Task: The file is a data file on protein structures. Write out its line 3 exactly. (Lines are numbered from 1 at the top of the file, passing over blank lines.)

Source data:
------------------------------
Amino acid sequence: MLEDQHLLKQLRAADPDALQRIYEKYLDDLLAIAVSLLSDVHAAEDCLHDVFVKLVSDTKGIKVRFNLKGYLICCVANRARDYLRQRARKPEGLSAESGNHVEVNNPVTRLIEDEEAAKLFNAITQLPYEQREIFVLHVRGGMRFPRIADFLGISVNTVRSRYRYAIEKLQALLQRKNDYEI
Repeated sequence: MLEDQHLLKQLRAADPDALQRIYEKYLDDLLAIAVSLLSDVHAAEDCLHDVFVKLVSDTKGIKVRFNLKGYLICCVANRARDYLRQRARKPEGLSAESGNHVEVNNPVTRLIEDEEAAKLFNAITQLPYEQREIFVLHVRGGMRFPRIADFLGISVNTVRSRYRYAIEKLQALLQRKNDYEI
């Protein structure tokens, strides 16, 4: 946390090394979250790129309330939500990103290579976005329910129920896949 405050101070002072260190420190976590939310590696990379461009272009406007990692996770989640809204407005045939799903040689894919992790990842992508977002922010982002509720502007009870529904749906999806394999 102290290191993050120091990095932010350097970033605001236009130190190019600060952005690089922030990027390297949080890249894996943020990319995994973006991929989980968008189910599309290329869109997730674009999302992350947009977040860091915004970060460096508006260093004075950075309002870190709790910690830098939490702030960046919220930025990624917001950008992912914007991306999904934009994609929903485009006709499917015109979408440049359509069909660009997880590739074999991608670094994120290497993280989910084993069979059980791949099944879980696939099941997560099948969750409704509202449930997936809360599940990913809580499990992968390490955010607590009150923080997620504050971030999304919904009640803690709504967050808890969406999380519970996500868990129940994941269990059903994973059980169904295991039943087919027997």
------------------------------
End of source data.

């Protein structure tokens, strides 16, 4: 946390090394979250790129309330939500990103290579976005329910129920896949 405050101070002072260190420190976590939310590696990379461009272009406007990692996770989640809204407005045939799903040689894919992790990842992508977002922010982002509720502007009870529904749906999806394999 102290290191993050120091990095932010350097970033605001236009130190190019600060952005690089922030990027390297949080890249894996943020990319995994973006991929989980968008189910599309290329869109997730674009999302992350947009977040860091915004970060460096508006260093004075950075309002870190709790910690830098939490702030960046919220930025990624917001950008992912914007991306999904934009994609929903485009006709499917015109979408440049359509069909660009997880590739074999991608670094994120290497993280989910084993069979059980791949099944879980696939099941997560099948969750409704509202449930997936809360599940990913809580499990992968390490955010607590009150923080997620504050971030999304919904009640803690709504967050808890969406999380519970996500868990129940994941269990059903994973059980169904295991039943087919027997």